Ö Pioneers!


Getty Images/Grantland Illustration Squirrel

Week 4 College Football Viewing Guide: Because We Said So

Did you know there are starving fans in February who don't get any football at all?

After the brief, satisfying crest of Week 3, the discerning sports consumer may find him or herself tempted to take it easy in Week 4. Conference play still hasn’t begun in earnest for most leagues. Many of the nation’s premier programs will be playing host to paid teams of beat-up bait. If Alabama can play Colorado State, if Ohio State can host Florida A&M, why can’t you, Jenny and Johnny Football Fans, skip the noon or the 3:30 flight of games to get some yard work done?

Take your cues from lesser mammals, and note: The light is thinning outside. The air will be crisping up soon. The dead things in your gutters are already dead, and nothing can help them now. After this Saturday, there will be college football teams in this country already through a third of their regular seasons. This is no time to write off a weekend.

No, brothers and sisters: You need to hoard these games, even these games, like you’re squirreling away nuts for a long, dumb, football-less winter.1 Grumble now, enjoy the lone Top 25 pairing of Arizona State and Stanford, and thank us the week after the Super Bowl when the mere memory of whatever it is ASU’s Will Sutton is about to do this weekend will keep you powering through the offseason. (Your gutter critters should be well frozen by this point, depending on the location of your home, and can easily be removed with a hatchet.)

On Your Marquee: N/A

All times Eastern.

No one game looks poised to capture the national spotlight in Week 4, but intrepid explorers of the channel menu won’t go wanting.

No. 23 Arizona State at no. 5 Stanford. This is the only Week 4 matchup between ranked teams, and is not to be slept on. The balance of power in the Pac-12 has swung decidedly to the north, with the North Division champion (Oregon in 2011, Stanford in 2012) having won both Pac-12 championship games thus far before going on to win the Rose Bowl. This weekend, we’ll get our first indication of whether any team besides UCLA might be prepared to swing that needle back toward the South.

The Sun Devils are by no means proven contenders — their opener against Sacramento State was a predictable walkover, while last week’s win over Wisconsin was, ahem, of somewhat dubious provenance. But they do have an experienced — and nasty — front seven that should match up well against Stanford’s road-grading offense.

The Cardinal, meanwhile, haven’t exactly looked like world-beaters, either, though one can perhaps forgive them for not devoting their full attention to San Jose State or Army. They’ll need to wake up for this one. The season may hinge on the November 7 battle royal with the Oregon Ducks, which has served as a de facto North Division title bout the last couple of years, but the Sun Devils mark the first of several potential pitfalls for Stanford between now and then.

Both squads are undefeated heading into their first conference game. The Cardinal and Sun Devils have not met on the field since 2010; ASU hasn’t beaten Stanford since 2008. Jersey numbers to keep an eye on, if you’re unfamiliar: In cardinal, no. 25, running back Tyler Gaffney, who shelved a baseball career to truck footballs up and down the field for David Shaw. Gaffney passed the 100-yard mark in each of Stanford’s first two games and has recorded four touchdowns. In white, no. 90, defensive tackle Sutton, who will do things like this to you if you are not careful. (Saturday, 7 p.m., Fox)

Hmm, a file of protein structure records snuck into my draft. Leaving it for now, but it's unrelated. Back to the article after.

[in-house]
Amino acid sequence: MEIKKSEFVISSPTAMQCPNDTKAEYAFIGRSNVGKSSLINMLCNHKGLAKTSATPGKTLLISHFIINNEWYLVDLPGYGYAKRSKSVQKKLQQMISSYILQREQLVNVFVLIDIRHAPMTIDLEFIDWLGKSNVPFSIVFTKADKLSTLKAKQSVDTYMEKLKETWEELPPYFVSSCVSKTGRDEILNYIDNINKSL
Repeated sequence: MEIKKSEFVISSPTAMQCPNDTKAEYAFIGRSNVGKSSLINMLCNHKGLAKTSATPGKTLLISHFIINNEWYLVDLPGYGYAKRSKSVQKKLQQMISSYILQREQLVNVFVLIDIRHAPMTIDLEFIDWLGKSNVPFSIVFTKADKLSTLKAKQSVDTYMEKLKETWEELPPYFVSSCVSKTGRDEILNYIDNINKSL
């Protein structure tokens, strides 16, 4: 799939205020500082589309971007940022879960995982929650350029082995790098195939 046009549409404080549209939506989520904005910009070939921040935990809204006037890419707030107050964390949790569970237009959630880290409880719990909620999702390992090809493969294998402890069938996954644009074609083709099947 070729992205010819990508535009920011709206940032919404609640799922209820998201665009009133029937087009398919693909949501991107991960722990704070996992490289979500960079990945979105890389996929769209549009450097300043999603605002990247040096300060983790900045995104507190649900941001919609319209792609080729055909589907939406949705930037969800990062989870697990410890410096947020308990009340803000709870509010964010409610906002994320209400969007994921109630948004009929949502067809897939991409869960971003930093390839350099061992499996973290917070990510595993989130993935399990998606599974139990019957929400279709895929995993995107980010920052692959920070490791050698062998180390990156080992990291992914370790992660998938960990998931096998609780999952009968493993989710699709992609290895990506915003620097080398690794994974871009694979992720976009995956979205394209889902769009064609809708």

Michigan State at no. 22 Notre Dame. Yes, Michigan State has been damn near unwatchable on offense. Yes, Notre Dame lost to Michigan and then had to hang on for dear life against a Purdue team that may not record an FBS win all season. Yet even through each team’s lean years, this rivalry has managed to put on some pretty impressive shows: State’s double-OT win in 2005; Notre Dame’s three-touchdown fourth-quarter comeback in ’06; Sparty’s fake field goal in overtime three years ago.

It sounds weird to say this about two teams that are a combined 5-1, but both the Spartans and the Irish could use an electrifying moment or two to stimulate their seasons. After averaging only 281 yards of offense against FBS competition so far this season — and bad FBS competition at that — Michigan State would very much like someone other than punter Mike Sadler to be a reliable threat for positive yardage. And what will Irish quarterback Tommy Rees and pals make of a Spartans defense that threatens to outscore its offense? (Saturday, 3:30 p.m., NBC)

Utah State at USC. This is an easier sell than you think it is. The Trojans have allowed an average of 10 points per game through three games … against Hawaii, Washington State, and Boston College. The Aggies are averaging close to 50 points scored … against Utah, Air Force, and Weber State. Who blinks first, Chuckie Keeton or Clancy Pendergast? (Saturday, 3:30 p.m., ABC/ESPN2)

But First …

There’s some essential weeknight action to be had this Friday. There’s also a prime-time game on Thursday, about which we are of two minds. It’s no. 3 Clemson at North Carolina State (7:30 p.m., ESPN), and while we think Clemson can handle NC State, seeing as how State had trouble with Richmond two weeks ago, this is the sort of game where A Clemsoning might occur, if A Clemsoning were in the cards for this season, with the Tigers destined to blow a low-stakes game for no good reason. Unless, by watching this game and believing it counts, we’re activating some sort of gridiron Tinkerbell protocol.

What should really grab your attention, and could easily qualify as a headliner matchup, is the Friday-night tempo fight of Boise State at Fresno State (9 p.m., ESPN). Fresno, absent Robbie “Mighty Mouse” Rouse this year, has Derek Carr putting on fireworks shows at quarterback while trying to replace the impact of the school’s all-time leading rusher. Boise, after a truly unfortunate Week 1 meeting with Washington, looked pretty Boise-y again against Air Force. How late are you prepared to stay up? You’re about to find out.

Earlier this week, we spoke with Fresno head coach Tim DeRuyter as he was preparing his team for the Bulldogs’ most crucial Mountain West matchup of the season.

Tim DeRuyterHow is the team approaching this game after the disappointment of last season’s loss to Boise? Coming in with a grudge, or is everybody pretty serene?

Ever since I came to Fresno State, as I go out and talk to different booster groups throughout the Valley, the one team everybody talks about is the success of Boise, and how much we have to beat them. So if I’m hearing it, I’m sure the players are hearing it. [Last year], while the final score was relatively close, we didn’t play very well. I don’t think it was as close as what the score indicated. We didn’t play well; they did. I don’t think revenge is a factor as much as our guys are looking for more redemption. That we know we can play better.